The director puts the tormented history of his own country under the microscope in this disturbing account of the legacy of Catholic abuse. Gale Garcia Bernal (The Motorcycle Diaries) stars as film director Enrique who is unexpectedly visited by a man claiming to be his lost lover. This is the catalyst for a journey into the past, as depicted via a film within a film known as 'The Visit', which literalises Enrique's harrowing experiences at a Catholic boarding school. It's one of Almodovar's darkest and most uncomfortable films but, as ever, the visual tapestry of the movie commands awe and attention even while the material strikes shocking notes of discordance.
5. Volver (2006)
The aforementioned Penelope Cruz stuns in this affectionate comedy-drama, which marked a lighter, although no less fascinating, change of pace for the director. He returns to the idea of the quintessential, dysfunctional family clan as Cruz's character, Raimunda, must reconcile with her origins in a dusty, wind-swept area of Spain, located just outside Madrid. The movie's blend of social realism and intentional fantasy and high comedy, as evidenced by the presence of Raimunda's undead mother, belies its tender insight into the nature of family relationships. Cruz was Oscar-nominated for her role in the movie, becoming the first-ever Spanish woman to receive such recognition.
6. The Skin I Live In (2011)
It was back to overwrought Hitchcockian thrills in this ghoulish and gory Almodovar offering, which balances gender fluidity and body horror with a host of twists. Almodovar takes his primary inspiration from the cult French chiller Eyes Without a Face, casting his former muse Antonio Banderas as a surgeon who has a masked woman locked within his mansion. The director's typically slippery use of chronology, melded with the unpredictable mixture of laughs and shocks, keeps us guessing as to the motivations, and, indeed, orientations, of every character involved. What makes us who we are: the skin or the soul? Almodovar isn't about to provide easy answers in this mercurial thriller.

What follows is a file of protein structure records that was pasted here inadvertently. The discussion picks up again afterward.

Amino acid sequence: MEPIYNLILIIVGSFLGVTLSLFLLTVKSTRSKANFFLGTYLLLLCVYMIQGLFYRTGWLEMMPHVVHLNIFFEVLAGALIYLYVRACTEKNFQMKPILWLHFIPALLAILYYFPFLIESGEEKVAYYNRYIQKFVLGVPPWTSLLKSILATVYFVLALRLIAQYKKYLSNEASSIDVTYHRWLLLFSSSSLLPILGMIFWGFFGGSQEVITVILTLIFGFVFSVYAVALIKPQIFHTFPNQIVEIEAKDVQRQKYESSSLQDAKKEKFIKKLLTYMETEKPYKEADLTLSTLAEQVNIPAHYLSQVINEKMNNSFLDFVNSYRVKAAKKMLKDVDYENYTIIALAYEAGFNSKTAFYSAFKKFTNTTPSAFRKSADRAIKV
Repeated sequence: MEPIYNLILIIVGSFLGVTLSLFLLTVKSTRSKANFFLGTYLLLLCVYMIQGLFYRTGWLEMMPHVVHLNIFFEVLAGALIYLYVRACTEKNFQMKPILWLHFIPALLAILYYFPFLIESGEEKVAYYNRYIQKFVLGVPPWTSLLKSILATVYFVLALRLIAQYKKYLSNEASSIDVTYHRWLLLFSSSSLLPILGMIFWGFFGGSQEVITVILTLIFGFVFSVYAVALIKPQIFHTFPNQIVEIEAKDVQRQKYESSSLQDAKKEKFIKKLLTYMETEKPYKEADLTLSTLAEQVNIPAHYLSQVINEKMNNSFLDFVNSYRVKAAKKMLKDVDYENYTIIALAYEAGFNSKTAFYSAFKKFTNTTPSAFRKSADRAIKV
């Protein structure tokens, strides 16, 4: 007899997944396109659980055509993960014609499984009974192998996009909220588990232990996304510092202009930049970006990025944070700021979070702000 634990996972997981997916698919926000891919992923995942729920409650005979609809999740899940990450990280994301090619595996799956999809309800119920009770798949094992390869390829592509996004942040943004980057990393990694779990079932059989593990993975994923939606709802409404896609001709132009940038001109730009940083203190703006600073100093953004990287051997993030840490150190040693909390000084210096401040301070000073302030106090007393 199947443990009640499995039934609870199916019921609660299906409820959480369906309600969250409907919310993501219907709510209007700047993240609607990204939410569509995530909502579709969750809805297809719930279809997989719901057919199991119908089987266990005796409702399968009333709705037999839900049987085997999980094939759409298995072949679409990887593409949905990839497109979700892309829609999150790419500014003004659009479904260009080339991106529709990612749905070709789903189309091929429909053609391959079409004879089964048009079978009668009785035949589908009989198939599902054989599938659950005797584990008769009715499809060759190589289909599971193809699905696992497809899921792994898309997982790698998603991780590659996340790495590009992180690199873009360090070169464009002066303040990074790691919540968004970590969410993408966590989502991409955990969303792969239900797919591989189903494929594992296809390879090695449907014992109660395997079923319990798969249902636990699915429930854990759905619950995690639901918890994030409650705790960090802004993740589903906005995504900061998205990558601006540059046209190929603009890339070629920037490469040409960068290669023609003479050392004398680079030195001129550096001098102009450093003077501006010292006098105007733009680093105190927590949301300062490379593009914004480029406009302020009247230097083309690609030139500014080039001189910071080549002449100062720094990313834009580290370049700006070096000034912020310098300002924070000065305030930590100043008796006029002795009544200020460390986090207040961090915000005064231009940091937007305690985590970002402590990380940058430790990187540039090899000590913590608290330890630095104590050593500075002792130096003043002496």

7. Julieta (2016)
A woman must reckon with her past tragedies in this sweeping and affecting Almodovar drama. It's perhaps a tad more accessible than many of Almodovar's more tricksy dramas, although no less insightful for that, casting two different women as two halves of the same character. The story unfolds as a journal penned by the eponymous Julieta, as she unspools her early life and the birth of her daughter, Antia, from whom she has become tragically estranged. In terms of embodying the older and younger Julieta, actors Emma Suarez and Adriana Ugarte do a masterful job, youthful naivete contrasting with the melancholic regret of middle age, which communicates the film's central message of life's rich tapestry.
8. Pain and Glory (2019)
Antonio Banderas reunites with Almodovar and gives a career-best performance as an ageing film director in this sumptuous blend of fantasy and reality. As ever in this director's films, the past isn't buried, but remains an active, penetrating entity, and nostalgic memories can be prompted by even the most banal, commonplace situations. When Banderas' character Salvador discovers one of his films has been restored, it prompts an important reunion and a sustained period of reflection as he weighs up his career success with the mistakes he's made in his life. One might imagine that Almodovar, in his advancing years, is using Salvador as his on-screen surrogate, but nothing is spelled out that glibly.